WIPO Arbitration and Mediation Center
ADMINISTRATIVE PANEL DECISION
Accor and SoLuxury HMC v. Leo Joseph
Case No. D2015-0846
1. The Parties
Complainants are Accor and SoLuxury HMC of Paris, France (“Complainant”), represented by Dreyfus & Associés, France.
Respondent is Leo Joseph of Santa Maria, California, United States of America.
2. The Domain Name and Registrar
The disputed domain name <sofitelstjame.com> is registered with Ascio Technologies Inc. (the “Registrar”).
3. Procedural History
The Complaint was filed with the WIPO Arbitration and Mediation Center (the “Center”) on May 15, 2015. On May 15, 2015, the Center transmitted by email to the Registrar a request for registrar verification in connection with the disputed domain name. On May 18, 2015, the Registrar transmitted by email to the Center its verification response confirming that Respondent is listed as the registrant and providing the contact details.
The Center verified that the Complaint satisfied the formal requirements of the Uniform Domain Name Dispute Resolution Policy (the “Policy” or “UDRP”), the Rules for Uniform Domain Name Dispute Resolution Policy (the “Rules”), and the WIPO Supplemental Rules for Uniform Domain Name Dispute Resolution Policy (the “Supplemental Rules”).
In accordance with the Rules, paragraphs 2(a) and 4(a), the Center formally notified Respondent of the Complaint, and the proceedings commenced on May 20, 2015. In accordance with the Rules, paragraph 5(a), the due date for Response was June 9, 2015. Respondent did not submit any response. Accordingly, the Center notified Respondent’s default on June 10, 2015.
The Center appointed Gabriel F. Leonardos as the sole panelist in this matter on June 18, 2015. The Panel finds that it was properly constituted. The Panel has submitted the Statement of Acceptance and Declaration of Impartiality and Independence, as required by the Center to ensure compliance with the Rules, paragraph 7.
4. Factual Background
Complainant Accor holds a chain of hotels for over 45 years, operating more than 3,600 hotels in 92 countries worldwide. Complainant’s hotel chain comprehends not only economic and mid-scale hotels, but also luxury hospitality services.
Complainant Accor is part of the same group as Pullman, Novotel, Mercure, Sofitel and Ibis, and its subsidiary SoLuxury HMC, a co-complainant in the present dispute, alongside with Accor. The Panel will hereinafter jointly refer to Accor and SoLuxury HMC as “Complainant”.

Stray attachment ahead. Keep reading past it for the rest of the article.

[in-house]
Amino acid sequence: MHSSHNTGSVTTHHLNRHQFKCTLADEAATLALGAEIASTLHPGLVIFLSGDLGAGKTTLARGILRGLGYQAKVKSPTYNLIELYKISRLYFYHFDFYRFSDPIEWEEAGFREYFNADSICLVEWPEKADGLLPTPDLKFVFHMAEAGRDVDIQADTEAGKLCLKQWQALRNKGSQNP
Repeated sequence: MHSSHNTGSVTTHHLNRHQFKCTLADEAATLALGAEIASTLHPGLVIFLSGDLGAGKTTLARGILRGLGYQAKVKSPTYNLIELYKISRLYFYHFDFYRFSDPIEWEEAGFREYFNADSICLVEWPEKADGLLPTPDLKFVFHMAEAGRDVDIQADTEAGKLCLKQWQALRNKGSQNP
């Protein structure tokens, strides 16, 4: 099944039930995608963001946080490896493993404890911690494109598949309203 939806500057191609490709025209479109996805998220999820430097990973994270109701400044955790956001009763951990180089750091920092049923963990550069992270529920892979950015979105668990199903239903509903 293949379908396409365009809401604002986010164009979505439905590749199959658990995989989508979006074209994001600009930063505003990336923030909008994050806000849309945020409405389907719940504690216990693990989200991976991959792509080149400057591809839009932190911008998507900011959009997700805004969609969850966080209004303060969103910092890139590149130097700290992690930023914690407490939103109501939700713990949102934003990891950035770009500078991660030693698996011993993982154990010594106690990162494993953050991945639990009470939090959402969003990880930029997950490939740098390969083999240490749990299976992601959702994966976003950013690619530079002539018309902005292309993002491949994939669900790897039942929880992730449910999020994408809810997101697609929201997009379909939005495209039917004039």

Complainant owns trademark registrations for the SOFITEL trademark, which is used by SoLuxury HMC (Accor’s subsidiary) such as US trademark no. 0995968 registered on October 15, 1974, in class 42, International trademark SOFITEL no. 863332 registered on August 26, 2005, protected in the United States in classes 35, 39 and 43, and International trademark SOFITEL no. 939096 registered on August 30, 2007, also protected in the United States in classes 35, 39, 43 and 44 (as per Annex 7 of the Complaint).
Besides owning the domain name <sofitel.com> since April 11, 1997, Complainant owns other domain names such as <sofitel.us>, registered on April 19, 2002 (as per Annex 8 of the Complaint) and <sofitelstjames.com> since December 9, 2002.
The disputed domain name <sofitelstjame.com> was registered by Respondent on April 2, 2015, (as per Annex 1 of the Complaint), which revolves to a parking page indicating that the site has been temporarily disabled.
5. Parties’ Contentions
Complainant states that the disputed domain name <sofitelstjame.com> is similar to its trademark, since it owns and operates several hotels under the trademark SOFITEL, which is a well-known mark protected worldwide, according to Complainant.
SOFITEL, the luxury trademark of Complainant’s subsidiary, is the only French luxury hotel brand with a presence in five continents with 120 addresses. Among Complainant’s Sofitel Hotels, there is the “Sofitel St James Hotel”, which is a 5-star hotel in London, United Kingdom of Great Britain and Northern Ireland.